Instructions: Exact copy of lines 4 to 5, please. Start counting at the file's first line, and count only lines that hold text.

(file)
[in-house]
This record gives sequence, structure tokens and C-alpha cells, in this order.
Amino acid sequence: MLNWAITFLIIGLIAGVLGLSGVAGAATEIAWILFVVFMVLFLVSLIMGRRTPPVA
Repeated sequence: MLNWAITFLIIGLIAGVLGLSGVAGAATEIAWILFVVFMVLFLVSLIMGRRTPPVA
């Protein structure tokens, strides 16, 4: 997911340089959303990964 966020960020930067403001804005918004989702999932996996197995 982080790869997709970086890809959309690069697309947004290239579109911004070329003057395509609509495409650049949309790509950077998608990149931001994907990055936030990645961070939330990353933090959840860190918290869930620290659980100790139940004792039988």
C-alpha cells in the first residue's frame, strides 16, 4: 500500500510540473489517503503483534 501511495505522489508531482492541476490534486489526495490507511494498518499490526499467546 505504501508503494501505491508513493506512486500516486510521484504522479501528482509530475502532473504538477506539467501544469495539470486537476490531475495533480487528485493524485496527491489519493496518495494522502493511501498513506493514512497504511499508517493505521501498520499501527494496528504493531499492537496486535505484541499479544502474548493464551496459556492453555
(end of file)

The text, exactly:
Repeated sequence: MLNWAITFLIIGLIAGVLGLSGVAGAATEIAWILFVVFMVLFLVSLIMGRRTPPVA
């Protein structure tokens, strides 16, 4: 997911340089959303990964 966020960020930067403001804005918004989702999932996996197995 982080790869997709970086890809959309690069697309947004290239579109911004070329003057395509609509495409650049949309790509950077998608990149931001994907990055936030990645961070939330990353933090959840860190918290869930620290659980100790139940004792039988």